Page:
Simplicity And Elegance In Storytelling
I went off a bit the other day on Twitter regarding overcomplexity in fiction — I’ve seen it too many times now, especially across SFF and across thrillers or even horror novels, where convoluted characters motivations and plots get in the way of a damn good story.
A chief example of this in film right now is the James Bond franchise. The re-do of Casino Royale is a nearly perfect package — its packaging of the character and the plot are compressed so tightly, it turns an otherwise coal-black franchise into a shining fucking diamond. It’s a lesson they forget in the follow-ups, where the work just gets more bloated and convoluted and everyone seems to act in thrall to a blither-blather knot-tangle plot rather than acting in service to the elegance of the first Daniel Craig installment. Actually, Tarantino’s films have gone this way, too — Reservoir Dogs is about as tightly woven as they come. Then, with each successive release, his films get bigger and more tangled and seem more in service to his style and his lack of narrative control rather than to telling the aforementioned damn good story.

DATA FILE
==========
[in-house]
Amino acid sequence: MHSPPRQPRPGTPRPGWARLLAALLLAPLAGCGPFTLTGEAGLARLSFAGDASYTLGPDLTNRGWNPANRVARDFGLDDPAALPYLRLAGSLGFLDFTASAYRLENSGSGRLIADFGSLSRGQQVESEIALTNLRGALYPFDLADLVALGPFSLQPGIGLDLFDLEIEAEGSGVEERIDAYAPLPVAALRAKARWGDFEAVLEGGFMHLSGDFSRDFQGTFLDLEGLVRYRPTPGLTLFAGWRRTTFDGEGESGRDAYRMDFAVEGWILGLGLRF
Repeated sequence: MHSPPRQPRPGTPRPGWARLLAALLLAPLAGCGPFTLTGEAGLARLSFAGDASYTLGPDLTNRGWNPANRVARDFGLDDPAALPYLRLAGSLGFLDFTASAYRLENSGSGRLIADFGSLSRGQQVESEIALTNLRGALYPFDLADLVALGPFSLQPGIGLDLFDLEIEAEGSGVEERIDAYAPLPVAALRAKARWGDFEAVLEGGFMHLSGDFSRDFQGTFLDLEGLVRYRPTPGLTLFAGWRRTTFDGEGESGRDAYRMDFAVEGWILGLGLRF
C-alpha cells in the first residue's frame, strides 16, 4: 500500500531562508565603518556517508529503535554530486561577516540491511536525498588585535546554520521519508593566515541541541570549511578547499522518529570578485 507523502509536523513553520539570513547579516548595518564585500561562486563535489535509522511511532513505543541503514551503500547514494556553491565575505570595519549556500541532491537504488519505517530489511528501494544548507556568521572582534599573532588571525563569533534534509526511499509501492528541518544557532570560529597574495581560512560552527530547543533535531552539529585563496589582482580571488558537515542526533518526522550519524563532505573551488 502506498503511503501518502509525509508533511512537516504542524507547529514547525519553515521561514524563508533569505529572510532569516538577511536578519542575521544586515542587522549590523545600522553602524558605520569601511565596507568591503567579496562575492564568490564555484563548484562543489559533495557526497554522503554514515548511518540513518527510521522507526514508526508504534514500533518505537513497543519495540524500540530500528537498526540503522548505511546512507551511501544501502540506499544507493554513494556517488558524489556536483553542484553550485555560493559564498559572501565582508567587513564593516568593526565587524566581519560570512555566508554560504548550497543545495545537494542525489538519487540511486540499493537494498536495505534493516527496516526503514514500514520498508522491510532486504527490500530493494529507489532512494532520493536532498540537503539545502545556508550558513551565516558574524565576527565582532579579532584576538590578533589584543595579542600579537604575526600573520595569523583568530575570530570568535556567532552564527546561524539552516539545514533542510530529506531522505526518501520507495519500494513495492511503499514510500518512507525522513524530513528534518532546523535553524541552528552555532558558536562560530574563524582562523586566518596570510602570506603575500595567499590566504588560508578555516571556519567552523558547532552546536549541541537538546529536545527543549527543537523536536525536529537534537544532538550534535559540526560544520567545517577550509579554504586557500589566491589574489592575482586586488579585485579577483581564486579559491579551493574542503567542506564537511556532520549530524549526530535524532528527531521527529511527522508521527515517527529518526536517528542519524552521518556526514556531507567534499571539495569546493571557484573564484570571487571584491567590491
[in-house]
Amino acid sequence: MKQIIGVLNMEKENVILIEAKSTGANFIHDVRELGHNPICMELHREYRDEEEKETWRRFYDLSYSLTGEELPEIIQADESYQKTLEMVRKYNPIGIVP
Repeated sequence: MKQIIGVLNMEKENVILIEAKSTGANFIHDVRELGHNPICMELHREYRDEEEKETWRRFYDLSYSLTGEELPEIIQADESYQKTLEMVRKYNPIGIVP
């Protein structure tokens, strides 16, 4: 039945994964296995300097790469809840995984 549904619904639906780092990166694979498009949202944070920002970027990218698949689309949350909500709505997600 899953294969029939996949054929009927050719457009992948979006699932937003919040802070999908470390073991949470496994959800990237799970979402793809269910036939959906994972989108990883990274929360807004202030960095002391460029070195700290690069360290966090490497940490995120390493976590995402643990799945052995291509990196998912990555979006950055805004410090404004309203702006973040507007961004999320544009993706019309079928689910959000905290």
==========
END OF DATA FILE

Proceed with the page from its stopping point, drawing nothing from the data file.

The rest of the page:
There’s a pretty good test for this, by the way — if you can take a character or a plotline and summarize it cleanly and concisely (bonus points for compellingly), you’re probably okay. If the summary ends up feeling convoluted and over-oxygenated in its unpacking, you might — not necessarily, but might — have a problem. This isn’t to say you can’t do a story that is big and sprawly and complex. But know that doing so takes special finesse — and even then, you’re better off building that sprawling story with simple bricks.
Even the most complex architecture is built with simple materials.
Here then is the Storify of the tweets in question (or click here if it fails to embed).